------+-----------------------+---------------+---------------
       1     | Association TLV       | [This.I-D]    | Date-to-be-set
       2     | Hop TLV               | [This.I-D]    | Date-to-be-set
       3     | SFT TLV               | [This.I-D]    | Date-to-be-set


10.4.  New SFP Association Type Registry

   IANA maintains a registry of "Border Gateway Protocol (BGP)
   Parameters".  IANA is request to create a new subregistry called the
   "SFP Association Type" registry.

   Valid values are in the range 0 to 65535.

   o  Values 0 and 65535 are to be marked "Reserved, not to be
      allocated".

   o  Values 1 through 65524 are to be assigned according to the "First
      Come First Served" policy [RFC8126].

   This document should be given as a reference for this registry.

   The new registry should track:

   o  Association Type

   o  Name

   o  Reference Document or Contact

   o  Registration Date

   The registry should initially be populated as follows:


    Association Type | Name               | Reference  | Date
    -----------------+--------------------+------------+---------------
    1                | Bidirectional SFP  | [This.I-D] | Date-to-be-set


10.5.  New Service Function Type Registry

   IANA is request to create a new top-level registry called "Service
   Function Chaining Service Function Types".

   Valid values are in the range 0 to 65535.




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   o  Values 0 and 65535 are to be marked "Reserved, not to be
      allocated".

   o  Values 1 through 31 are to be assigned by "Standards Action"
      [RFC8126] and are referred to as the Special Purpose SFT values.

   o  Other values (32 through 65534) are to be assigned according to
      the "First Come First Served" policy [RFC8126].

   This document should be given as a reference for this registry.

   The new registry should track:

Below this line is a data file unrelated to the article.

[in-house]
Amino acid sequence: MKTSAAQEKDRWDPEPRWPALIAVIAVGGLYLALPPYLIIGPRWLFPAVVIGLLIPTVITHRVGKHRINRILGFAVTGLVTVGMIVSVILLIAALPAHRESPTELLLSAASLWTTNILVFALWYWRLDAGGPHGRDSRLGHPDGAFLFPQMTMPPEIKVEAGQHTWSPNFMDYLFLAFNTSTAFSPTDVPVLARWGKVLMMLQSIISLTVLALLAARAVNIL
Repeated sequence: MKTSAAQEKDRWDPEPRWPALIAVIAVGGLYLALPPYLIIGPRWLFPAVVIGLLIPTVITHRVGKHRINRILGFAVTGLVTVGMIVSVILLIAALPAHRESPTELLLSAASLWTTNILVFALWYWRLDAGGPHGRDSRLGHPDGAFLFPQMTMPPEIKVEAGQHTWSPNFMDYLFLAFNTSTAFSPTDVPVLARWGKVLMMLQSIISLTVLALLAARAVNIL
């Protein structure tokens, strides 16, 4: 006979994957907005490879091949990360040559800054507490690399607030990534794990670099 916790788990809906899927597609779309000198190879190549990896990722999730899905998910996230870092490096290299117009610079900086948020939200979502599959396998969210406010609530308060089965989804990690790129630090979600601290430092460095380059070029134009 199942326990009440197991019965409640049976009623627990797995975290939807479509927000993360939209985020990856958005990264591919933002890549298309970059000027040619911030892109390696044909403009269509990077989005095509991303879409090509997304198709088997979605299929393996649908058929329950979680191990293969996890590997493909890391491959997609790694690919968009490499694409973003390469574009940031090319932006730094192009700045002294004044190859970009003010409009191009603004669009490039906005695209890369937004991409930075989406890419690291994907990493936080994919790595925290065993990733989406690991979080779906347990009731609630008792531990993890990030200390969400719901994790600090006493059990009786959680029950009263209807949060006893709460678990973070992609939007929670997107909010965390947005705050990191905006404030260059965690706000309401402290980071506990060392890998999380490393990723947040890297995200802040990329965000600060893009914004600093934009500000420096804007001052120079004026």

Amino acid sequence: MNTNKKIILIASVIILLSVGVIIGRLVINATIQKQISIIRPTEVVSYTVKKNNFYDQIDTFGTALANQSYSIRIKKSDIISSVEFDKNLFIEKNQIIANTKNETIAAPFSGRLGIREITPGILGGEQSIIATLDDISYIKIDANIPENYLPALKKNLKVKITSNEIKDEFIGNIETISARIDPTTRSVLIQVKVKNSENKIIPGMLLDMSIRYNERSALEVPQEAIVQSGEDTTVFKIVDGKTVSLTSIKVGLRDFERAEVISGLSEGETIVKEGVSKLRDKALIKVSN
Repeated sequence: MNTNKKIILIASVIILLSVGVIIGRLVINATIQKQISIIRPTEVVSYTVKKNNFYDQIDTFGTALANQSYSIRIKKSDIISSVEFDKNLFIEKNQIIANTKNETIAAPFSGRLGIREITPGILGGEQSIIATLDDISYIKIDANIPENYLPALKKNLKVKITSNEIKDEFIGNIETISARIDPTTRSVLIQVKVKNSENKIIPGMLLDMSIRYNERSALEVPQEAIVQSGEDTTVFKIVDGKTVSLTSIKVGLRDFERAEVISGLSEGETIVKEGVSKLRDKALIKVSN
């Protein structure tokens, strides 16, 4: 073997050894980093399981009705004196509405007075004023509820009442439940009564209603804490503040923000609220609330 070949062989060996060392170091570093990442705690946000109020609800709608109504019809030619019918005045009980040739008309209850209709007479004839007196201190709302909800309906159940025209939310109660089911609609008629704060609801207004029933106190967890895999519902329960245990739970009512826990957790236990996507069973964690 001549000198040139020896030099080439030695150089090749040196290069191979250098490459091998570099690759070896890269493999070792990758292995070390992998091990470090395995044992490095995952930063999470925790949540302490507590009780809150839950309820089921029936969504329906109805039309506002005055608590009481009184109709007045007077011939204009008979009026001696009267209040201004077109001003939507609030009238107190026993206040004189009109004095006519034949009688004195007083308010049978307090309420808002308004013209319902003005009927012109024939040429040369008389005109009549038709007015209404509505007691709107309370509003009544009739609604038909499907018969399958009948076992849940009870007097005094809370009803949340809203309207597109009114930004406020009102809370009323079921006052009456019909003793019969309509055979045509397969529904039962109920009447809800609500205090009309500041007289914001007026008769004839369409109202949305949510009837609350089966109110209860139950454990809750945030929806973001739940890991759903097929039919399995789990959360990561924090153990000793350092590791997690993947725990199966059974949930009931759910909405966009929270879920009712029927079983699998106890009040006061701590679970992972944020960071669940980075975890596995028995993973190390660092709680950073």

o  Value

   o  Name

   o  Reference Document or Contact

   o  Registration Date

   The registry should initially be populated as follows:


       Value | Name                  | Reference     | Date
       ------+-----------------------+---------------+---------------
       1     | Change Sequence       | [This.I-D]    | Date-to-be-set


10.6.  New Generic Transitive Experimental Use Extended Community Sub-
       Type

   IANA maintains a registry of "Border Gateway Protocol (BGP)
   Parameters" with a subregistry of "Generic Transitive Experimental
   Use Extended Community Sub-Type".  IANA is requested to assign a new
   sub-type called "Flow spec for SFC classifiers" (TBD4 in this
   document) with this document as the reference.

10.7.  SPI/SI Representation

   IANA is requested to assign a codepoint from the "BGP Tunnel
   Encapsulation Attribute Sub-TLVs" registry for the "SPI/SI
   Representation Sub-TLV" (TBD5 in this document) with this document
   being the reference.







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11.  Contributors


      Stuart Mackie
      Juniper Networks

      Email: wsmackie@juinper.net

      Keyur Patel
      Arrcus, Inc.

      Email: keyur@arrcus.com


12.  Acknowledgements

   Thanks to Tony Przygienda for helpful comments, and to Joel Halpern
   for discussions that improved this document.

13.  References

13.1.  Normative References

   [I-D.ietf-idr-tunnel-encaps]
              Rosen, E., Patel, K., and G. Velde, "The BGP Tunnel